The ASUW board of directors (BOD) passed a student senate bill proposing an Office of Inclusive Design (OID) last Thursday, Feb. 28.
The proposed OID will address the campus-wide accessibility problems for students with disabilities, student parents, English language learners, and others. These accessibility issues are a common and widespread problem that is present on many college campuses.
According to a federal study, students with disabilities face low retention rates at universities. Around one-third of students with disabilities receive their bachelor degree, and it often takes them eight or more years to complete the four-year program.
The student senate bill proposing the establishment of the OID states that “accessibility to student-led programming and courses for Deaf, disabled, and non-traditional students is severely lacking at the University of Washington.”
Students in the ASUW Student Disability Commission (SDC) have witnessed the hardships that students with disabilities face on campus and drafted the bill for the OID in order to aid in the success of students of all abilities on campus.
It’s important to note the difference between the responsibilities of the SDC and the OID. The SDC is primarily tasked with maintaining and improving retention rates for students with disabilities. The OID, however, would be responsible for accessibility to events, information, classrooms, and more.
“The Office of Inclusive Design would be focused on one area, which is student life,” Ashley Cowan D’Ambrosio, the director of the SDC, said. “I see the SDC as having to focus on retention rates because it is such a big issue but student life is an area that also needs this focus, but we can’t do it all.”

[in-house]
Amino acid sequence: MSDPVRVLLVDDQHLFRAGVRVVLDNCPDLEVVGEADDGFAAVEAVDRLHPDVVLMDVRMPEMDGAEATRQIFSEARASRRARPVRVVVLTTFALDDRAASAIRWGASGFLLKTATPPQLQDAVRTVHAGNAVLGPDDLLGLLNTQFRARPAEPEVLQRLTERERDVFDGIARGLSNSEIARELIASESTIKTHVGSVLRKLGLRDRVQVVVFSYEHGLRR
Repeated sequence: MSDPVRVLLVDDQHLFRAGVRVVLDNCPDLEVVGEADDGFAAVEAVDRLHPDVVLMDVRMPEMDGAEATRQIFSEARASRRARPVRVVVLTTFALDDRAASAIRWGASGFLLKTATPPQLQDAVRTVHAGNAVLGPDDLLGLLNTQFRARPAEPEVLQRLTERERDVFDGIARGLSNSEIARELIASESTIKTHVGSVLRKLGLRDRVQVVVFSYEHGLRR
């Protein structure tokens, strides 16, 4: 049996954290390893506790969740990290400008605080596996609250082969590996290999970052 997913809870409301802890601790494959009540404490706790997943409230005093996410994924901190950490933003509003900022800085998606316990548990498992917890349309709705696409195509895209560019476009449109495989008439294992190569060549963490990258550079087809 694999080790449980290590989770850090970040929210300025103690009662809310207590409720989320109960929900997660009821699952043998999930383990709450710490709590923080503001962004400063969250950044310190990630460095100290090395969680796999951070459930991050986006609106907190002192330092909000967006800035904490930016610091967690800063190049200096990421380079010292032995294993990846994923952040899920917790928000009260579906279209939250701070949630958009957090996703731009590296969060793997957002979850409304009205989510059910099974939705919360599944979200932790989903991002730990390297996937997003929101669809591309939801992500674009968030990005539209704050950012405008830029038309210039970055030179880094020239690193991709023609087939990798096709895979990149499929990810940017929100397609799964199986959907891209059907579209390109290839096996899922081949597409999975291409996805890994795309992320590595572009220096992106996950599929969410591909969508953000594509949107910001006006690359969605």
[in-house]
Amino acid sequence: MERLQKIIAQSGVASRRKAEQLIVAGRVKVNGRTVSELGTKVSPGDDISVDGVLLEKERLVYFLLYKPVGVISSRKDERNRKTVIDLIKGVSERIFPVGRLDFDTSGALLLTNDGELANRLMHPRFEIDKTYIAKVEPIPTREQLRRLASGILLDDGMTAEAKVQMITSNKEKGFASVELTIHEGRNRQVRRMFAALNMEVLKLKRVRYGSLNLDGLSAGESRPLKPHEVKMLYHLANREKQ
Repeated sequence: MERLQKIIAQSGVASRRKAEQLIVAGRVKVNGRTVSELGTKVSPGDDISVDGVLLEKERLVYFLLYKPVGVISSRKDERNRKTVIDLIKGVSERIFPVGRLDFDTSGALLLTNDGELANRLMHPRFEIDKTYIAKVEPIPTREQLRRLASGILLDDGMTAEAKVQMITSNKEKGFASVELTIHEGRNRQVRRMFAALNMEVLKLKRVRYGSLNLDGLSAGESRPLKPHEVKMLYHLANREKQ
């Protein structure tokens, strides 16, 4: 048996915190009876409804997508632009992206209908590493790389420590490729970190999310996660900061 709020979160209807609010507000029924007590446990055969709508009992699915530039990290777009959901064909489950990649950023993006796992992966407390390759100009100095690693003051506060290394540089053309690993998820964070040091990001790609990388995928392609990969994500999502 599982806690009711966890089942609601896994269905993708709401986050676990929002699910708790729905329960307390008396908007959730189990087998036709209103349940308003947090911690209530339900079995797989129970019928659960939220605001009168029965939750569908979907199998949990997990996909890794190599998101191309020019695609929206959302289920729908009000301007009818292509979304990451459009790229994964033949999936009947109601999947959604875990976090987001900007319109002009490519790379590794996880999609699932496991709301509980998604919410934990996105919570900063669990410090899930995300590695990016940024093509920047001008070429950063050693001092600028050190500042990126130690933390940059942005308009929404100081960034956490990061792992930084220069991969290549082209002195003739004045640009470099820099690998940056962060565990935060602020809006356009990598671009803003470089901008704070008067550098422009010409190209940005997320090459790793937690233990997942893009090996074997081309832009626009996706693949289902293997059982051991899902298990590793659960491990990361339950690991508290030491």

Accessibility pertaining to student life was also addressed in the bill which states “this lack of accessibility prevents Deaf, disabled, student parents, commuters, and other non-traditional students from being able to participate fully in campus life.”
The OID is intended to correct the access gaps that result from varying ability. Grady Thompson, the universal design consultant for the SDC, said the OID will provide assistance to students by finding the funds to provide access, like the hiring of interpreters, making an effort to educate RSOs and the ASUW on designing inclusive elements, and promoting accessible events on campus.
The next step in the process of developing the OID is to create a task force which will allow the community to give input on the office and will give the ASUW the feedback needed to move forward. The task force will be created autumn 2019, according to Camille Hattwig, the SDC public policy and advocacy intern who proposed the bill to the student senate.
“I think the biggest thing about the accessibility issue is that it is everywhere at UW,” Hattwig said. “This is not a problem unique to our university but we are really hoping that the Office of Inclusive design is a good first step toward getting things more accessible.”
With the development of the OID, students will have more resources to learn about, provide, and acquire accessibility on campus. In addition, the creation of the OID will allow the SDC to concentrate on aiding students with disabilities in their successful completion of their desired degree.
Reach contributing writer Abigail Taylor at email@example.com. Twitter: @abigail_taylo
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